The Best Workout to Do on Your Period

Written By


Expert Reviewed By

Dr. Lauryn Lax, OTD, MS

Dr. Lauryn, OTD, MS is a doctor of occupational therapy, clinical nutritionists and functional medicine expert with 25 years of clinical and personal experience in healing from complex chronic health issues and helping others do the same.

Workout Period

Workout Period

Workout Period

That time of the month (your period)  is often associated with chocolate cravings, heating pads, and unexplained tears while watching The Bachelor—just feeling “off.” However, your period is also the best time to workout! Doing workout period is good.

When it comes to working out on your period, often times, the last thing you feel like doing is exercising—especially if you experience PMS or feel bloated. 

Even if you do hit the gym, many women report feeling “different.” Not on their A-game. 

The reason? 

The optimal time to train, or get in your best workouts (for menstruating women), appears to be the first 2-weeks of their cycle; Also known as: The Luteal Phase—right after “red tide” has passed.


A study published in the Journal of Sports Medicine and Physical Fitness (Wikström-Frisén et al, 2017) found that women who trained during the first two weeks of their cycle—compared to the last two weeks—with a “significant increase in their squat strength, jump capacity, hamstring tone and body fat loss. 

Although this study measured strength training specifically, it can be safe to say that the findings transfer across the board. Whether you’re training for a half-marathon, dancing the night away in Zumba, or spinning your heart out, women tend to have more “umph” during the first two weeks of their cycle.


Your hormones are working for you. 

Throughout your 28-day cycle, your hormones experience some dramatic shifts.

During your first two weeks (days 1 to 14) in particular, estrogen levels increase your performance and fitness begin a slow and steady rise, naturally boosting your mood, libido, and energy, as well as your personal optimism, confidence and motivation.                                                                                                                              

You are strong. You are empowered. And You are woman.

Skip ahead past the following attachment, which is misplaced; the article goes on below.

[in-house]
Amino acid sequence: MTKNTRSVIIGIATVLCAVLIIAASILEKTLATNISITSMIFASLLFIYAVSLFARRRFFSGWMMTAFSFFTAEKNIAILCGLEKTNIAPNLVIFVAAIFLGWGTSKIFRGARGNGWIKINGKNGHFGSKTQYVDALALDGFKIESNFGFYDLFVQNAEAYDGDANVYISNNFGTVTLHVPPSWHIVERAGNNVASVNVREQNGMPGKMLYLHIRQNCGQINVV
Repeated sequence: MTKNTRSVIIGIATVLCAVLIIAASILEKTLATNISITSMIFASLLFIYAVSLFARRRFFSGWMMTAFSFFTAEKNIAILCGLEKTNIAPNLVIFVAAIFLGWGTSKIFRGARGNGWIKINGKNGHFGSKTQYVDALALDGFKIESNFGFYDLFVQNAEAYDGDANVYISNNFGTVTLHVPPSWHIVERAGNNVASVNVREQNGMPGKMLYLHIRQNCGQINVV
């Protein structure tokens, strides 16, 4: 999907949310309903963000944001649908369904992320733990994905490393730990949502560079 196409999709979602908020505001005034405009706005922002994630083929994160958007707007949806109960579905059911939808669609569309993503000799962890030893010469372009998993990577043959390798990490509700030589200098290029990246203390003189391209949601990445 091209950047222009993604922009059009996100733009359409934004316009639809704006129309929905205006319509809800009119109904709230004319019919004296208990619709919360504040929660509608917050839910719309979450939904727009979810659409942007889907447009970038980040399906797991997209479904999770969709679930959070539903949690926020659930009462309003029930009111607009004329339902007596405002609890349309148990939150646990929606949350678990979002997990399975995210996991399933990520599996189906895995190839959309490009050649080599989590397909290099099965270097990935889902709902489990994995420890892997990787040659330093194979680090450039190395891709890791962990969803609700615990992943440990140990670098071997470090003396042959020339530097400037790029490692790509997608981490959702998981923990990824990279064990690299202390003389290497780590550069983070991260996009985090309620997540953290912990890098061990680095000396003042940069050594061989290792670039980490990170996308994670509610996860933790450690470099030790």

Workout Period

Your body takes to building and toning more lean muscle faster, burning body fat and getting stronger [especially when you do resistance exercises, such as lifting weights, body weight strengthening or use other resistance tools (bands, plates, etc.)]. 

Come week two, you are also more coordinated and have faster reaction times, as well as tend to crave healthier foods as increased estrogen slightly blunts intense cravings and supports your motivation to eat nourishing foods. And a special bonus: Higher estrogen triggers a greater output of pain-suppressing endorphins in your brain, making uncomfortable activities less painful—such as 100 burpees in bootcamp or setting a new 1-rep max back squat in the gym. Additionally, you are less prone to experience IBS and gut discomfort during the first two weeks of your cycle and feel more “balanced” over all. 

What this means for you? Can you do workout period?

When it comes to working out on your period, often times, the last thing you feel like doing is exercising—especially if you experience PMS or feel bloated.

The first two weeks following your period are the ideal time to “see results” and get a good workout…naturally.                                                                                                                                                                                  



 Many women wonder if training during their menstruation cycle, or otherwise training intensely at all affects their cycle—particularly women who have, at one time, lost their period or experience amenorrhea in their past.

It’s OK to train during your period, throughout your cycle—given you are listening to your body (and not at war with it, or overtraining).

“So…how does exercise impact my period?”

The bigger question is….how does your period, and baseline health, effect your exercise?